2. “A Maclean’s journalist will moderate, and have a mandate to push back with follow-up questions to leaders who don’t give clear or detailed answers the first time they’re asked.”

    Which journalist?

    AFAIAC, Wells is the only possible choice. The rest of you are too partisan. Aaron Wherry moderating a debate? No way Harper shows up to that; nor should he.

  3. We are electing a prime minister, not a debater.

    I’d much rather the parties put out detailed treatises defending and justifying their policies. The media don’t ask the real questions. The real questions don’t get asked in debates.

    All of politics is mostly faux theatre staged by the elites and their media friends to distract the masses.

    And here we have, one of the government-protected-and-subsidized media elites (Rogers) asking for more faux theatre.

  4. We do not necessarily need more political debates; what we need is open transparent discourse from all citizens without fear of consequences. Tens of thousands of civil servants are muzzled; many hundreds of thousands of others are too. A lot hide behind fake names and take pot shots from their computer. Many internet frauds represent hidden groups. There is a politically correct mobilization of bias in this country where people do not have the guts to address sacred cows and elephants in the room. That is the real problem. A lot of straw men and red hearings get danced around. Very few times if ever is a spade called a spade or will some politician sign a contract.

  5. The Conservatives , do not want Elizabeth May any where near the House , for any debate, because she is very transparent, and tells it like it is , with no hidden agenda like the others , example ( HARPER, and his GOONS ) They are afraid of her truths, , She is a dedicated member of Parliament, for the People, for Canada.

  6. I’m happy Romney and Obama had a good debate for the ages. The election debates are always the best. I’d appreciate more, short if necessary, and Ministers too.
    Skimmed the Budget a bit. I s something for everyone so is difficult to assess. I get why subsidizing REEs, as China had 90% and wasn’t exporting much last I checked. Question is, who to sell to? The Chromium subsidy is just an aerospace subsidy designed to get some mine worker votes. The accelerated depreciation is no good under low dollar. Last I checked, Germany was the best tool and die machine manufacturer. We would want to buy these when demand is strong. A retraining subsidy and refinery subsidy makes sense for petro. The $2.3 million procurement consulting annual subsidy reflects nothing but failed F-35 love (I like Orion). It would’ve been better to have appointed aerospace or defense experts to the Senate and have the Senate issue reports. Cutting the Coast Guard before an oil spill was bad, but we’ve come a long way: my old dealer used to routinely cover up refinery spills back in the day.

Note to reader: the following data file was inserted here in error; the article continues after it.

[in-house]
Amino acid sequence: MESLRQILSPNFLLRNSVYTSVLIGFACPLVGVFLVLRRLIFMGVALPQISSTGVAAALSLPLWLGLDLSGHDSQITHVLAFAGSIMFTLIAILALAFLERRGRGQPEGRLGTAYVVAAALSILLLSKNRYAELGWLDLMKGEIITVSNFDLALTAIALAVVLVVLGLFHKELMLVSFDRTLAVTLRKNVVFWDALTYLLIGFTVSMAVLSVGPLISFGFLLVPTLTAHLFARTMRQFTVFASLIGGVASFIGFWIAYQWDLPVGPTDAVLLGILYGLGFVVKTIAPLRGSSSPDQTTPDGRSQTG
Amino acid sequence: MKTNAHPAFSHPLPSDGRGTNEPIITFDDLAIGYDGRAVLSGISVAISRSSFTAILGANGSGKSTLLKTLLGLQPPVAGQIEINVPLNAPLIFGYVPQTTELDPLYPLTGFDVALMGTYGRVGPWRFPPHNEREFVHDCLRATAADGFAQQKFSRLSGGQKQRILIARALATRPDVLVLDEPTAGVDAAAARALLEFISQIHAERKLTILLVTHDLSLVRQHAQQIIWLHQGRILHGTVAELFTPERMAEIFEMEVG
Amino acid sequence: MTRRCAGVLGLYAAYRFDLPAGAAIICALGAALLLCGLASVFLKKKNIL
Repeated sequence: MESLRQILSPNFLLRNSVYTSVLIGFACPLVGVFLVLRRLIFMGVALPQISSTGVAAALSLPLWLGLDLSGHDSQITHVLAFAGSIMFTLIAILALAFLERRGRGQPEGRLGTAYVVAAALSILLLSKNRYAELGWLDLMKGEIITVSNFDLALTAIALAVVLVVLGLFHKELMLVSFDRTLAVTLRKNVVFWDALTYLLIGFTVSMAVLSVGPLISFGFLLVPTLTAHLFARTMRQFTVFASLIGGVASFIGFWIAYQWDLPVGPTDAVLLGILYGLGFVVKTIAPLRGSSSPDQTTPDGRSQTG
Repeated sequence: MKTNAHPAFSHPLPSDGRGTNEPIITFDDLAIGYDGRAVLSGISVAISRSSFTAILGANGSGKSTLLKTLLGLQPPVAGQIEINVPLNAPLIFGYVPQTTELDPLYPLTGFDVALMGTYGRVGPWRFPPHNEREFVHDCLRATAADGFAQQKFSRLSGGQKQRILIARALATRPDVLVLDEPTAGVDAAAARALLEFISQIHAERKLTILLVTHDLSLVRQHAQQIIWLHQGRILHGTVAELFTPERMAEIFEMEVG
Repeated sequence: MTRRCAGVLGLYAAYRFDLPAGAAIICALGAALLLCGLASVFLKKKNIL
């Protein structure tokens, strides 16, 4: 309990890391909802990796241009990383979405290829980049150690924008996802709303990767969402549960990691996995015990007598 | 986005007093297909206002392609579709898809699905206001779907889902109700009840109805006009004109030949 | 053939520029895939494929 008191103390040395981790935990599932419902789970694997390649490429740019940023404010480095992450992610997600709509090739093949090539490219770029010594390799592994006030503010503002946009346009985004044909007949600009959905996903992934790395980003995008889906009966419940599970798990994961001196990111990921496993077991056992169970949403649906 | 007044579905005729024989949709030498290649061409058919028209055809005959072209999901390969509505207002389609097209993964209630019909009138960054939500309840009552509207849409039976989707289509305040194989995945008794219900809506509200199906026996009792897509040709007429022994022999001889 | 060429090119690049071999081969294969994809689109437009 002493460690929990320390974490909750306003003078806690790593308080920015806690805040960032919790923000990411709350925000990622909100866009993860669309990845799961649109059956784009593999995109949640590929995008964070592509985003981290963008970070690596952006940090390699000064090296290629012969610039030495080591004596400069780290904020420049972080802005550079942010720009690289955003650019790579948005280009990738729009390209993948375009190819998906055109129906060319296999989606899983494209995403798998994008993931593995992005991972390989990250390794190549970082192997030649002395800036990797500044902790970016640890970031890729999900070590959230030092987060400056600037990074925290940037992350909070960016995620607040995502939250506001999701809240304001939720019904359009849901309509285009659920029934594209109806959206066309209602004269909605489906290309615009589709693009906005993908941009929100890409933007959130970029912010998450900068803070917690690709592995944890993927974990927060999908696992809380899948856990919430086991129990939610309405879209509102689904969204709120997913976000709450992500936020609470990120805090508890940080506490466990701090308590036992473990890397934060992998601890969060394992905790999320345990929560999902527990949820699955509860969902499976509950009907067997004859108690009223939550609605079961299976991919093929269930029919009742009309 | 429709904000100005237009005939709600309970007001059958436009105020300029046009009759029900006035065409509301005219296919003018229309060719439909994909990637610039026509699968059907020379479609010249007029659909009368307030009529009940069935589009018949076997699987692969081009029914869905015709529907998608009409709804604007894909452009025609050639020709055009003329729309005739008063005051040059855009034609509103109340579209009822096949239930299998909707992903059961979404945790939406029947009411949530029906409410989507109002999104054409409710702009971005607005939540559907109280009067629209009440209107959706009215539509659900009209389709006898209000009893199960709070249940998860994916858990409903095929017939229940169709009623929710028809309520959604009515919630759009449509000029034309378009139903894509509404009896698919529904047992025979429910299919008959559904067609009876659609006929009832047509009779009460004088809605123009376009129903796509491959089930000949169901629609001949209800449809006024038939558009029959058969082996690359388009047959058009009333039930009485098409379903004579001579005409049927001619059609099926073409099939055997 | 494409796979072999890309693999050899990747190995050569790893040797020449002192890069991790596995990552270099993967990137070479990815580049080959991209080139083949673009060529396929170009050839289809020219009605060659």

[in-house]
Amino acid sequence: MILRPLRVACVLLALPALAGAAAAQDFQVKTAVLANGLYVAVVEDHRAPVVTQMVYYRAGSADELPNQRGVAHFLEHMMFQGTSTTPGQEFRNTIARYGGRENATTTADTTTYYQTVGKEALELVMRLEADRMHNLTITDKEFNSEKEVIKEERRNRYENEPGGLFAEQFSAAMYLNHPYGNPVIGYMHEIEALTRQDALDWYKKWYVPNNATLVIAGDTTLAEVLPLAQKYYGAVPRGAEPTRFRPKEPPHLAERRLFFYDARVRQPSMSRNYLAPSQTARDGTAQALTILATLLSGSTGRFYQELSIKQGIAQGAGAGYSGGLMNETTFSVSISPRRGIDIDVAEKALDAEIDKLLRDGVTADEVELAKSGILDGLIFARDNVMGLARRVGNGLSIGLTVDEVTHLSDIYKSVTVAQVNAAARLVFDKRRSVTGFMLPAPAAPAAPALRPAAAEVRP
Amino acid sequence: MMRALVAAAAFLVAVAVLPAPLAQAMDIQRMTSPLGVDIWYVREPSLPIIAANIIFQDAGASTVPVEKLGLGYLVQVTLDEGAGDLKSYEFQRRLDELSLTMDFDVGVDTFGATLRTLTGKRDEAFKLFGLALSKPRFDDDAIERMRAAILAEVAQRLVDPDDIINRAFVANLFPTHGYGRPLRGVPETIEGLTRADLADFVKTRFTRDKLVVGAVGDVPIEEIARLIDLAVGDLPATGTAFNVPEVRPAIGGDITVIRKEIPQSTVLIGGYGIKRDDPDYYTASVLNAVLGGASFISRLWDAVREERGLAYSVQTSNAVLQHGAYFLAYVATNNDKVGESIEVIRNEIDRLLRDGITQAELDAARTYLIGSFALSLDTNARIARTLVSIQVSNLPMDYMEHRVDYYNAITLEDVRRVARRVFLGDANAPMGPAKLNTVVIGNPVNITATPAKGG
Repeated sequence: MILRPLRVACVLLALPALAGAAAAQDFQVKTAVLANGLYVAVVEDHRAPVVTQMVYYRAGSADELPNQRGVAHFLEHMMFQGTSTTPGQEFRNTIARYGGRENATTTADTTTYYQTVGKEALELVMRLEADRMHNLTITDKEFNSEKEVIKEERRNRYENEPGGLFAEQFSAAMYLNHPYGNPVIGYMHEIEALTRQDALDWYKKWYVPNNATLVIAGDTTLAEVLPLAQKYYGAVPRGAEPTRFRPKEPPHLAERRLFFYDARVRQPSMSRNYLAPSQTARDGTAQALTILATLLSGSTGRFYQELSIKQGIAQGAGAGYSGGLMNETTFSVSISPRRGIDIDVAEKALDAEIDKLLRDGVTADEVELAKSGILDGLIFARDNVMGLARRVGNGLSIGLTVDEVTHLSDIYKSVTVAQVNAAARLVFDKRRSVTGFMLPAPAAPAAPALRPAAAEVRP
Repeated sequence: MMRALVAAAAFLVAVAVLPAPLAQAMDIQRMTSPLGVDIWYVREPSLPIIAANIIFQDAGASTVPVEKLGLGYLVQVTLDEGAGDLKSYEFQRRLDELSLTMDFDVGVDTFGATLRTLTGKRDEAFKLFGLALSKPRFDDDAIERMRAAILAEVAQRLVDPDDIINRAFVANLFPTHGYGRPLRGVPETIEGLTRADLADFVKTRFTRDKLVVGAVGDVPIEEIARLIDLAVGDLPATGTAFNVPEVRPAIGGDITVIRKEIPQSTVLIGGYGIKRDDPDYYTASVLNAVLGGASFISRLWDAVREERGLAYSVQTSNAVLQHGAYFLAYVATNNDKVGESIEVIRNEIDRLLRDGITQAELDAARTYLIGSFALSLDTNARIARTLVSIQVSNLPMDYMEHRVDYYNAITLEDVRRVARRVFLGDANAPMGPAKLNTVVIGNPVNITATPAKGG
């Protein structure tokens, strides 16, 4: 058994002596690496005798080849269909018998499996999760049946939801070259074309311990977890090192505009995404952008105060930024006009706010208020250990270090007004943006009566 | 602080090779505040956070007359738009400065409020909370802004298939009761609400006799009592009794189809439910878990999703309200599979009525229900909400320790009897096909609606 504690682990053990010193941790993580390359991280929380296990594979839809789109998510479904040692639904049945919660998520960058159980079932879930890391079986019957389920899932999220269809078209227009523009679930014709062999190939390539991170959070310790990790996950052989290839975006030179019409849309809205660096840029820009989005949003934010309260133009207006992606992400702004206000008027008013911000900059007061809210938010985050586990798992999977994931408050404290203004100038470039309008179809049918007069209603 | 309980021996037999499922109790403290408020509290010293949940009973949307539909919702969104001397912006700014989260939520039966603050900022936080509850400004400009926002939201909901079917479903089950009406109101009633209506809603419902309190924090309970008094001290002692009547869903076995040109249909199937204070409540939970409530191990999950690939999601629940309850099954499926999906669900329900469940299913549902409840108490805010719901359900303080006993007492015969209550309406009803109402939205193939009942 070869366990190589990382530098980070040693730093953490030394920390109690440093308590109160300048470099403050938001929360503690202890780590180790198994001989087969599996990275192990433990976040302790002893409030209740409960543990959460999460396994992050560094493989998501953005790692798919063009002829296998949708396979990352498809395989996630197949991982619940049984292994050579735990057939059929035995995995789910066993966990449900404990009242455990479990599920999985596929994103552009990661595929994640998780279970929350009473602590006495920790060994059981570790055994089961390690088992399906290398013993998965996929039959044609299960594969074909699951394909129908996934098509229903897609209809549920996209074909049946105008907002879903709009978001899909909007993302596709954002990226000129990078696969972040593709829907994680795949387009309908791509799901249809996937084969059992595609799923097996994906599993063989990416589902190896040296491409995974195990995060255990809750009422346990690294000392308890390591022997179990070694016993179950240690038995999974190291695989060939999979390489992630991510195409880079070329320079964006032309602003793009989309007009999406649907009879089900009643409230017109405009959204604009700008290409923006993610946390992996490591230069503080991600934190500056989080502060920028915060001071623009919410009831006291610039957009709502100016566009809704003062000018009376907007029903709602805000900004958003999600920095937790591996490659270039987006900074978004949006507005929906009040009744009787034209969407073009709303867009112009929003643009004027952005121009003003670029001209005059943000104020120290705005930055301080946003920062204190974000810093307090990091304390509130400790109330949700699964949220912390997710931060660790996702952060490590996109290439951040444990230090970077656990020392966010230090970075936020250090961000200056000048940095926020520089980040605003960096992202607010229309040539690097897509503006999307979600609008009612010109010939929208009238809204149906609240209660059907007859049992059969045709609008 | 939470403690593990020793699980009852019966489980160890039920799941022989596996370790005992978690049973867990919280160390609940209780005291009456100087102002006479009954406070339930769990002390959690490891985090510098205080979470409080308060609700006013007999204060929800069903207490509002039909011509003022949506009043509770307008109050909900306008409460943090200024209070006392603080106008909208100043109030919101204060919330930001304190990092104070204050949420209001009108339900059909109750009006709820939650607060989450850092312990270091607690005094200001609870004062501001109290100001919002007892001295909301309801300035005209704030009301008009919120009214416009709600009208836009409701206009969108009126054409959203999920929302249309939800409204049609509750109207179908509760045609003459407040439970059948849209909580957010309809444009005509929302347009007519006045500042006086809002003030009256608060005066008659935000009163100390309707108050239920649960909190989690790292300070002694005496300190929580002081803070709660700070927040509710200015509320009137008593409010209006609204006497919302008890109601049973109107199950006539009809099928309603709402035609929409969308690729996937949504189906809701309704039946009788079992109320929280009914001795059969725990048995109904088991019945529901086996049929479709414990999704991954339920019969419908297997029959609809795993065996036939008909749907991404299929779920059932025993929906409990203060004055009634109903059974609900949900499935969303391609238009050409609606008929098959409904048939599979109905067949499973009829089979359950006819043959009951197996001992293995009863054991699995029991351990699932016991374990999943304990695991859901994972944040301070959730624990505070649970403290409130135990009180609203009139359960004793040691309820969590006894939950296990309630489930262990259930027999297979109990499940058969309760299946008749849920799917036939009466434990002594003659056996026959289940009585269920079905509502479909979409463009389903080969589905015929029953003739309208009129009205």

I’m just learning the confusing paradoxes of ship propulsion: NG vs diesel. The latest starshade news is to use gossamer-making “spider robots” to assemble the occulter (they pretty flower petals that block out a star’s light). They said even with mountains, their geography more conducive to tyranny.

  7. I’m very much in favour of more debates. Lot’s more. With follow-up panels of subject matter experts commenting on the content from debates completed. As well as wide-scope debates, I’d like to see narrow scope debates on specific issues, for example climate change, healthcare, public transportation, city infrastructure, women’s issues, etc.
    I also want ALL the federal party leaders invited, including the Greens, I want transparent rules, including no talking over, and a moderator that keeps order so it’s not a free-for-all yapping contest. And I would like a moderator who challenges speakers who merely dish out generalities and empty platitudes.

  8. As well as more debates, I’d like informed commentary on debate results. However, that commentary should avoid discussions regarding who “won” the debate, who looked good, who stumbled or made a gaff, and similar unsophisticated blathering. These debates should not be considered blood sport. They are not games. The issues are too serious for that and I would expect the media to make that clear in terms of the rules, subject matter and post event commentary.

  9. -A one hour TV forum for each leader-

    The current format of televised electoral debates is good theater, where the politician gives and takes jabs, attempting to make points about what that they think will influence the voter’s decision.

    But is the voter receiving enough information?

    In the U.S.A., the respected policy programs on C-SPAN give viewers an in-depth look about the people they interview.

    As the leaders primarily engage in confrontational politics, it’s difficult to consider that such a forum would interest Canadians. But, with the world situation the way it is, we need more thought provoking discussion instead of verbal fisticuffs.

    As an interested citizen I want to listen to an in-depth, intellectual conversation with the man or woman who is running so that I can gain a deeper understanding of their fundamental beliefs and passions. There needs to be a more informational forum that allows each politician to expand on their policies. Rather than one moderator there could be specialists in different subject matters.

    A format of a one-hour-televised-forum on one leader would allow well-informed moderators to introduce new topics in a non-aggressive manner. Mulcair, Trudeau, Harper and May would have enough time to give their personal perspective on substantive topics that are of concern to Canadians.

    This format would enable Canadians to listen to insightful dialogue from those aspiring to lead our country for the next four years.